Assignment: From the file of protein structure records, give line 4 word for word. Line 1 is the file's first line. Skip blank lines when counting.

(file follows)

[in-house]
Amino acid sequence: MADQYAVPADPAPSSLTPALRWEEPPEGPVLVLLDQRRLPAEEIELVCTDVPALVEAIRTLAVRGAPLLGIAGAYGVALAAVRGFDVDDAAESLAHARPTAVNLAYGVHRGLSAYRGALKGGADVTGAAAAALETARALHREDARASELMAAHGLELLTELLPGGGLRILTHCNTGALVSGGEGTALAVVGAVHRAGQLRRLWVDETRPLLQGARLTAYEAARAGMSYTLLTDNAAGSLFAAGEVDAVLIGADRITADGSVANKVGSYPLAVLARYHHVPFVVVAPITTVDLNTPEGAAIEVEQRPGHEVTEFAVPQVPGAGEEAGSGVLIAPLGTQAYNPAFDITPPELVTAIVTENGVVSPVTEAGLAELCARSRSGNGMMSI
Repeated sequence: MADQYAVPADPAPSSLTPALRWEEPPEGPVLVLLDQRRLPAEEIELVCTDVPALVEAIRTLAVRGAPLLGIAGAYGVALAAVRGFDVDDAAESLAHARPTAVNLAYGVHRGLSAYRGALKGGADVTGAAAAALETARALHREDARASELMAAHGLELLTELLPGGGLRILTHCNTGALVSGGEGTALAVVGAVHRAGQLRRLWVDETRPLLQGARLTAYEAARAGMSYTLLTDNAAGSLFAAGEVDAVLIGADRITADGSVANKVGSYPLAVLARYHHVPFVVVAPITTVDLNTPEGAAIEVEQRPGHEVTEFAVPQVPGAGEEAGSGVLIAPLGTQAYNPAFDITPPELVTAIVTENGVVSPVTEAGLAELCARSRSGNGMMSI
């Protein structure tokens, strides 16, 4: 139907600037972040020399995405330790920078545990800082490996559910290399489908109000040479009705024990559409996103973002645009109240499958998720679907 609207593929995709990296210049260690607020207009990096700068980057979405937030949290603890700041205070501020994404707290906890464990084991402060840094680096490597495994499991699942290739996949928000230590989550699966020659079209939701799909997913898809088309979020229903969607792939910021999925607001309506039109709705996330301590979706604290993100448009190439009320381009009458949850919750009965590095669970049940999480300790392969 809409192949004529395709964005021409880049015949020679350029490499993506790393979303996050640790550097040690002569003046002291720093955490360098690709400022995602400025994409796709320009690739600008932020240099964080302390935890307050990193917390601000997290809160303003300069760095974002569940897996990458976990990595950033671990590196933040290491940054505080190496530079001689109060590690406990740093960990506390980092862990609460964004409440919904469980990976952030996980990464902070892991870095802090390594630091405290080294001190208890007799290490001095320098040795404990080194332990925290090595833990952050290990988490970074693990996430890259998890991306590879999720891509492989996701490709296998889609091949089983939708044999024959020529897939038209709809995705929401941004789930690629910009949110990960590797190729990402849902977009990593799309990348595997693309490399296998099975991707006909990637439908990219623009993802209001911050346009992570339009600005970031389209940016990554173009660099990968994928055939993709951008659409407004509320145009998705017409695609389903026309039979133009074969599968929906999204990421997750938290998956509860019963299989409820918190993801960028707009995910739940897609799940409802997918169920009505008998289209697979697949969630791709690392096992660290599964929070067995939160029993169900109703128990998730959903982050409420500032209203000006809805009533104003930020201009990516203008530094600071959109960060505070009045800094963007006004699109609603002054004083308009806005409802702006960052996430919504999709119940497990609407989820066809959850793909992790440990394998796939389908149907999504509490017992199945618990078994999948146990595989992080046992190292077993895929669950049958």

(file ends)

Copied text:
């Protein structure tokens, strides 16, 4: 139907600037972040020399995405330790920078545990800082490996559910290399489908109000040479009705024990559409996103973002645009109240499958998720679907 609207593929995709990296210049260690607020207009990096700068980057979405937030949290603890700041205070501020994404707290906890464990084991402060840094680096490597495994499991699942290739996949928000230590989550699966020659079209939701799909997913898809088309979020229903969607792939910021999925607001309506039109709705996330301590979706604290993100448009190439009320381009009458949850919750009965590095669970049940999480300790392969 809409192949004529395709964005021409880049015949020679350029490499993506790393979303996050640790550097040690002569003046002291720093955490360098690709400022995602400025994409796709320009690739600008932020240099964080302390935890307050990193917390601000997290809160303003300069760095974002569940897996990458976990990595950033671990590196933040290491940054505080190496530079001689109060590690406990740093960990506390980092862990609460964004409440919904469980990976952030996980990464902070892991870095802090390594630091405290080294001190208890007799290490001095320098040795404990080194332990925290090595833990952050290990988490970074693990996430890259998890991306590879999720891509492989996701490709296998889609091949089983939708044999024959020529897939038209709809995705929401941004789930690629910009949110990960590797190729990402849902977009990593799309990348595997693309490399296998099975991707006909990637439908990219623009993802209001911050346009992570339009600005970031389209940016990554173009660099990968994928055939993709951008659409407004509320145009998705017409695609389903026309039979133009074969599968929906999204990421997750938290998956509860019963299989409820918190993801960028707009995910739940897609799940409802997918169920009505008998289209697979697949969630791709690392096992660290599964929070067995939160029993169900109703128990998730959903982050409420500032209203000006809805009533104003930020201009990516203008530094600071959109960060505070009045800094963007006004699109609603002054004083308009806005409802702006960052996430919504999709119940497990609407989820066809959850793909992790440990394998796939389908149907999504509490017992199945618990078994999948146990595989992080046992190292077993895929669950049958």